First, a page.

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Defined as the distinct repetition of sound, dedicated delay effects were first seen in recording studios in the 1950s in the shape of cumbersome tape-echo units that used actual reels of magnetic tape (just like an old audio cassette) to record and play back sound.
Solid-state technology brought delay to a more practical stompbox format in the 1970s. Although the most common delays these days are digital, many replicate the natural warmth and grain of much-loved early tape echoes and analogue delay pedals.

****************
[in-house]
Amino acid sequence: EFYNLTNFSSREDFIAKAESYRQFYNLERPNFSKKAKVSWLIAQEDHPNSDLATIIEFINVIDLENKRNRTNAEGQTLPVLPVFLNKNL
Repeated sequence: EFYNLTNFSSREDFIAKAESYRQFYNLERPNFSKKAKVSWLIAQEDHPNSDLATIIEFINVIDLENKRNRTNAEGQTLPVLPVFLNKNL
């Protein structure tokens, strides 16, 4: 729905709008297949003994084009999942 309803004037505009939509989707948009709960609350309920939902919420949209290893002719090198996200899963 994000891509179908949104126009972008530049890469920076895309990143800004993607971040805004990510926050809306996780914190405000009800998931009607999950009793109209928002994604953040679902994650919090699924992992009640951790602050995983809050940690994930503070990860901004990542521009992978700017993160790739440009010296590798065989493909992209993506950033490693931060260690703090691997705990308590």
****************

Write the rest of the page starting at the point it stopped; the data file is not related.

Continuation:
Common delay sounds in rock and pop music range from short ‘slapback’ echo effects to multiple repeats with a long decay. Slapback sounds are synonymous with 1950s rock ’n’ roll and rockabilly (think Heartbreak Hotel by Elvis Presley or anything by Brian Setzer), while examples of delay with multiple repeats range from the signature chime of The Edge’s dotted eighth-notes in U2, to the epic widescreen guitars of post-rock bands such as Mogwai and Explosions In The Sky.